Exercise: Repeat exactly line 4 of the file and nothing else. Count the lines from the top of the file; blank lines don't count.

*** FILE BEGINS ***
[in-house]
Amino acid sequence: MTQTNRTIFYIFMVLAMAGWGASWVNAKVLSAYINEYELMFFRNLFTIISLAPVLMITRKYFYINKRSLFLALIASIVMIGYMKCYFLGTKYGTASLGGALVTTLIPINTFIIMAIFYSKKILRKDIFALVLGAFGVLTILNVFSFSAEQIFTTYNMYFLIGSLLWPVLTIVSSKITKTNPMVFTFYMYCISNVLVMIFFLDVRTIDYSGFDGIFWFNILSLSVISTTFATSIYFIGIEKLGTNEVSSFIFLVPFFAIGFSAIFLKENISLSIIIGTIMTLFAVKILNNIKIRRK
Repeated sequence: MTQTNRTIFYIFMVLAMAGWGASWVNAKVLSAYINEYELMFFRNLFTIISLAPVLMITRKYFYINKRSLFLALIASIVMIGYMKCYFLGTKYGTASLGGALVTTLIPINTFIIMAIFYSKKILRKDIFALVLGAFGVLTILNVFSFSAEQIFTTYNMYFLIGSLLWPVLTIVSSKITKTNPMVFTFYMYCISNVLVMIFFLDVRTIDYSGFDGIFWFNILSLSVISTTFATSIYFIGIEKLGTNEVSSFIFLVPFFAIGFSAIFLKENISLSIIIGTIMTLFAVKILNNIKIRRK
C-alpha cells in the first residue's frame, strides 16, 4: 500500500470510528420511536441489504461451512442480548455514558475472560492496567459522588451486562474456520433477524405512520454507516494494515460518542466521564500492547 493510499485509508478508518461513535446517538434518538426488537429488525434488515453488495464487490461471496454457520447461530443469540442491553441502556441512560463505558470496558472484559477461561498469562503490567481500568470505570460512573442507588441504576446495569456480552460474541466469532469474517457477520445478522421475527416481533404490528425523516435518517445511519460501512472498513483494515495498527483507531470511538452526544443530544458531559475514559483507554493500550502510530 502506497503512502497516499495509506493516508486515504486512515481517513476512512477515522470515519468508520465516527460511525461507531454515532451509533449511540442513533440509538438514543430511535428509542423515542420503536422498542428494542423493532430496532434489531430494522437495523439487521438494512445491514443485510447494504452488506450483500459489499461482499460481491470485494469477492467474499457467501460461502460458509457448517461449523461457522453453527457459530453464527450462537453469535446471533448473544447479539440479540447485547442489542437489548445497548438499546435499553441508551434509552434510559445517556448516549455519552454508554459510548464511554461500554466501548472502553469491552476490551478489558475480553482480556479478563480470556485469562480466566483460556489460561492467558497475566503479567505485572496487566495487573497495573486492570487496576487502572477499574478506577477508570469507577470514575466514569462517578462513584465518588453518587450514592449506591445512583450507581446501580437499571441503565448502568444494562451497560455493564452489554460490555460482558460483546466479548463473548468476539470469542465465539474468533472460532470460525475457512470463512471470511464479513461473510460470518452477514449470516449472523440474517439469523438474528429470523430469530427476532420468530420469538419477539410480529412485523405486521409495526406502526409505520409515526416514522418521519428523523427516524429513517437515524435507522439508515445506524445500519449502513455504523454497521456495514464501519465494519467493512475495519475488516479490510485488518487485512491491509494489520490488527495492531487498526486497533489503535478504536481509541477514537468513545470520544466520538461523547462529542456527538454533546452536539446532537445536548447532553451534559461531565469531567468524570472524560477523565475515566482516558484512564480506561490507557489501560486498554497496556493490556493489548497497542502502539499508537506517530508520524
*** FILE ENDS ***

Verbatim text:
C-alpha cells in the first residue's frame, strides 16, 4: 500500500470510528420511536441489504461451512442480548455514558475472560492496567459522588451486562474456520433477524405512520454507516494494515460518542466521564500492547 493510499485509508478508518461513535446517538434518538426488537429488525434488515453488495464487490461471496454457520447461530443469540442491553441502556441512560463505558470496558472484559477461561498469562503490567481500568470505570460512573442507588441504576446495569456480552460474541466469532469474517457477520445478522421475527416481533404490528425523516435518517445511519460501512472498513483494515495498527483507531470511538452526544443530544458531559475514559483507554493500550502510530 502506497503512502497516499495509506493516508486515504486512515481517513476512512477515522470515519468508520465516527460511525461507531454515532451509533449511540442513533440509538438514543430511535428509542423515542420503536422498542428494542423493532430496532434489531430494522437495523439487521438494512445491514443485510447494504452488506450483500459489499461482499460481491470485494469477492467474499457467501460461502460458509457448517461449523461457522453453527457459530453464527450462537453469535446471533448473544447479539440479540447485547442489542437489548445497548438499546435499553441508551434509552434510559445517556448516549455519552454508554459510548464511554461500554466501548472502553469491552476490551478489558475480553482480556479478563480470556485469562480466566483460556489460561492467558497475566503479567505485572496487566495487573497495573486492570487496576487502572477499574478506577477508570469507577470514575466514569462517578462513584465518588453518587450514592449506591445512583450507581446501580437499571441503565448502568444494562451497560455493564452489554460490555460482558460483546466479548463473548468476539470469542465465539474468533472460532470460525475457512470463512471470511464479513461473510460470518452477514449470516449472523440474517439469523438474528429470523430469530427476532420468530420469538419477539410480529412485523405486521409495526406502526409505520409515526416514522418521519428523523427516524429513517437515524435507522439508515445506524445500519449502513455504523454497521456495514464501519465494519467493512475495519475488516479490510485488518487485512491491509494489520490488527495492531487498526486497533489503535478504536481509541477514537468513545470520544466520538461523547462529542456527538454533546452536539446532537445536548447532553451534559461531565469531567468524570472524560477523565475515566482516558484512564480506561490507557489501560486498554497496556493490556493489548497497542502502539499508537506517530508520524